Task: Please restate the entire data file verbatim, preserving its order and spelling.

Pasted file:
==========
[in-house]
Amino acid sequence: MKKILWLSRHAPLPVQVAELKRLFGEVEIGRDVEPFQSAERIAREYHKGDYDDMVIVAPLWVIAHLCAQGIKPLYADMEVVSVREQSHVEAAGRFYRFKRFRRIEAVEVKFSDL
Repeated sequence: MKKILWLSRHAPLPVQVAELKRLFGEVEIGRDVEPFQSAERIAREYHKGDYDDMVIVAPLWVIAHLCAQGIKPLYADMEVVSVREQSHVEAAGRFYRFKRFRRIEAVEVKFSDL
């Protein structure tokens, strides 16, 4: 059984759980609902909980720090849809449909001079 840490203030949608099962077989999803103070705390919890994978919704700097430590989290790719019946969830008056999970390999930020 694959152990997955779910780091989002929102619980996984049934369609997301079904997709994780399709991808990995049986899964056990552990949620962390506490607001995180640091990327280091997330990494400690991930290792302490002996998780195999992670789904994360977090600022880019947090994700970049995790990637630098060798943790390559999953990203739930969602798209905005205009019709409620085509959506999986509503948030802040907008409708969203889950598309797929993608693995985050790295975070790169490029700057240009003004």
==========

[in-house]
Amino acid sequence: MKKILWLSRHAPLPVQVAELKRLFGEVEIGRDVEPFQSAERIAREYHKGDYDDMVIVAPLWVIAHLCAQGIKPLYADMEVVSVREQSHVEAAGRFYRFKRFRRIEAVEVKFSDL
Repeated sequence: MKKILWLSRHAPLPVQVAELKRLFGEVEIGRDVEPFQSAERIAREYHKGDYDDMVIVAPLWVIAHLCAQGIKPLYADMEVVSVREQSHVEAAGRFYRFKRFRRIEAVEVKFSDL
């Protein structure tokens, strides 16, 4: 059984759980609902909980720090849809449909001079 840490203030949608099962077989999803103070705390919890994978919704700097430590989290790719019946969830008056999970390999930020 694959152990997955779910780091989002929102619980996984049934369609997301079904997709994780399709991808990995049986899964056990552990949620962390506490607001995180640091990327280091997330990494400690991930290792302490002996998780195999992670789904994360977090600022880019947090994700970049995790990637630098060798943790390559999953990203739930969602798209905005205009019709409620085509959506999986509503948030802040907008409708969203889950598309797929993608693995985050790295975070790169490029700057240009003004």